Examinations: The role of the roving invigilator

Written by: Jugjit Chima | Published:
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A key change this year is the role of the roving invigilator when candidates are sitting one-to-one exams. Jugjit Chima explains

One of the more significant changes in the Joint Council for Qualification’s (JCQ) Instructions for Conducting Examinations guidance for the 2016/17 academic year is the requirement for a roving invigilator to be utilised where a candidate is sitting an examination on a one-to-one basis and the invigilator is additionally acting as a practical assistant, a reader and/or a scribe.

Many centres are unaware that a roving invigilator is performing more than a mere cursory check on the examination room and the candidate and the adult present in the room acting as a reader, scribe or practical assistant. In fact, the role of the roving invigilator is to enter the examination room and observe the conduct of the invigilator.

The roving invigilator must enter the room on a regular basis to ensure that the invigilator is abiding by the published rules when facilitating the particular access arrangement(s) and additionally acting as a practical assistant, a reader and/or a scribe. The roving invigilator must remain in the examination room for a sufficient amount of time to observe the conduct between the invigilator and the candidate, and be satisfied that the relevant access arrangement is being applied in accordance with JCQ’s regulations.

Why has the use of a roving invigilator been introduced? In short, as every exams officer is aware, one of the key principles in the conducting of examinations is to ensure that there is “a level playing field”. This must exist for each candidate taking the examination, with no one individual advantaged, or disadvantaged, over another, and in each and every examination room.

Therefore, to ensure that this consistency exists in every room in every centre, and to maintain confidence within the system and the integrity of the examination, centres must guarantee that where candidates are taking an examination on a one-to-one basis and the invigilator is additionally acting as a practical assistant, a reader and/or a scribe, the relevant access arrangement is being administered correctly.

Quite simply, centres must have confirmation that the practical assistant, reader or scribe is adhering to the rules as stipulated in JCQ’s Access Arrangements and Reasonable Adjustments 2016-17 guidance and applying the access arrangement appropriately.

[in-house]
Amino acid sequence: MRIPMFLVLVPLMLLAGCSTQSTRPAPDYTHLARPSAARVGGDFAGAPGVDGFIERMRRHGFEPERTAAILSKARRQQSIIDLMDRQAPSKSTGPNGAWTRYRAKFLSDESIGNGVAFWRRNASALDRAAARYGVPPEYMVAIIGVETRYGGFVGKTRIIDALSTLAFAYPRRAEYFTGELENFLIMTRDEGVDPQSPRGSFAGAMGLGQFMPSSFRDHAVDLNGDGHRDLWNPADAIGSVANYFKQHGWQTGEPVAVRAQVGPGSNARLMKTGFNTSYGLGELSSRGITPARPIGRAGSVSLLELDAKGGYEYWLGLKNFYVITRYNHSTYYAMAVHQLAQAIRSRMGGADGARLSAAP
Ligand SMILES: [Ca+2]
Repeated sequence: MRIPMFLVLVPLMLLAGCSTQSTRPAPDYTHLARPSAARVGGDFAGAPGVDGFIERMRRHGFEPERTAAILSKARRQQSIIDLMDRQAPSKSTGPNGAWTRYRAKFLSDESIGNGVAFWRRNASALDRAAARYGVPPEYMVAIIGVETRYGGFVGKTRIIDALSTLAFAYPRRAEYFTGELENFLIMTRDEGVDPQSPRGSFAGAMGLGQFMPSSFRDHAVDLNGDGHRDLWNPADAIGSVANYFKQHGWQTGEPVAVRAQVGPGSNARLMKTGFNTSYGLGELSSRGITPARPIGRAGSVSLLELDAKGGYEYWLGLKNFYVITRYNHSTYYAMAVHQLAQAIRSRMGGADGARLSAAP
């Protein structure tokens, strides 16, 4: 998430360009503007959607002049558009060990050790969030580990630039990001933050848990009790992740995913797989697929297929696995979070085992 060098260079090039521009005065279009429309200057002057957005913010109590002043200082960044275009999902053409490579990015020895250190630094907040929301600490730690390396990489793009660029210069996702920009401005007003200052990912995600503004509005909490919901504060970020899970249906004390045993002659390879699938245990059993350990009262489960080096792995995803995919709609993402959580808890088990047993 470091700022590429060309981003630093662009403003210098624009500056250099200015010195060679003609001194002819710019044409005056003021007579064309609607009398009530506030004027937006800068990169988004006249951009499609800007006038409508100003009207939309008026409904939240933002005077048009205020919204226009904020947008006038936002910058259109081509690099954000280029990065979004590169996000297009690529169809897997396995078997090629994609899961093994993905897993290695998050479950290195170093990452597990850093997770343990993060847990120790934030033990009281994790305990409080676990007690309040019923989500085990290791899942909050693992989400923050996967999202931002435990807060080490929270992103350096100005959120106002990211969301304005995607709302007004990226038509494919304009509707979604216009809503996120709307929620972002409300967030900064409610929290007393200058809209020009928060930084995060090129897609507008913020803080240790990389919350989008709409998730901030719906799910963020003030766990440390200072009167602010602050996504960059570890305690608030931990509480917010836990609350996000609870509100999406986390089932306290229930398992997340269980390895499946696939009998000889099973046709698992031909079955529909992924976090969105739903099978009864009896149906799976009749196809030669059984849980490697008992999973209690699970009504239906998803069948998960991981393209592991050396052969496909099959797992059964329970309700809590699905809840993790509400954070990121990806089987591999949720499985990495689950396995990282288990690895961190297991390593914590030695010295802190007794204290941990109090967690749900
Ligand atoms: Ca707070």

Head of centre, senior leaders and exams officers must ensure examination regulations are being followed in every room when examinations are taking place in their centre.

Exams officers and SENCOs have a responsibility, through training, or an update, to ensure that invigilators are briefed on the role of the roving invigilator. Those invigilators acting as a practical assistant, a reader and/or a scribe in an exam room on a one-to-one basis with a candidate should also understand how and why these checks will take place.

To ensure that the roving invigilator is fully aware of what is expected of them, all invigilators should be trained on the role of a practical assistant, reader or scribe. Centres may utilise the following from the JCQ Access Arrangements and Reasonable Adjustments guidance to support their training sessions:

  • The role of a reader: p39 and appendix 3 (p102).
  • The role of a scribe: p52 and appendix 4 (p103).
  • The role of a practical assistant: p66.

It is also necessary for those acting as readers, scribes and practical assistants to be clear as to the support they can offer candidates with a particular access arrangement. If inappropriate support – over and beyond as stipulated for a particular access arrangement – is given to a candidate then this should be reported as malpractice.

It should also be stated that roving invigilators may identify situations when a candidate is not being given sufficient support, and therefore, where a reader, scribe or practical assistant is disadvantaging a candidate.

As for good practice, I would offer the following advice to roving invigilators:

  • Enter the exam room as quietly and unobtrusively as possible to avoid disturbing the candidate and record the time of each check on a checklist.
  • Observe the conduct of the exam for sufficient time to allow you to confirm the rules for the use of a practical assistant, a reader and/or a scribe are being adhered to; if you have concerns continue to observe for a longer period.
  • Do not make any comment or converse with the invigilator or the candidate in any way.
  • Leave the room as quietly and unobtrusively as possible.
  • On your checklist, record confirmation of adherence to the rules or an issue or concern with further details which should be reported to the exams officer.
  • If malpractice is identified, record this on the checklist and report it immediately to the exams officer.
  • The introduction of checks and balances in the conducting of examinations, as provided by roving invigilators, helps to maintain the integrity of our examination system.

It is such rigour which plays an important part in ensuring that our qualifications are respected around the world, and explains why the rules and regulations as defined by JCQ are utilised by schools as good practice beyond these shores.

  • Jugjit Chima is one of the founders of The Exams Office, an online support tool for exams officers. Visit www.theexamsoffice.org. You can read Jugjit’s previous articles for SecEd via http://bit.ly/2elLbrr

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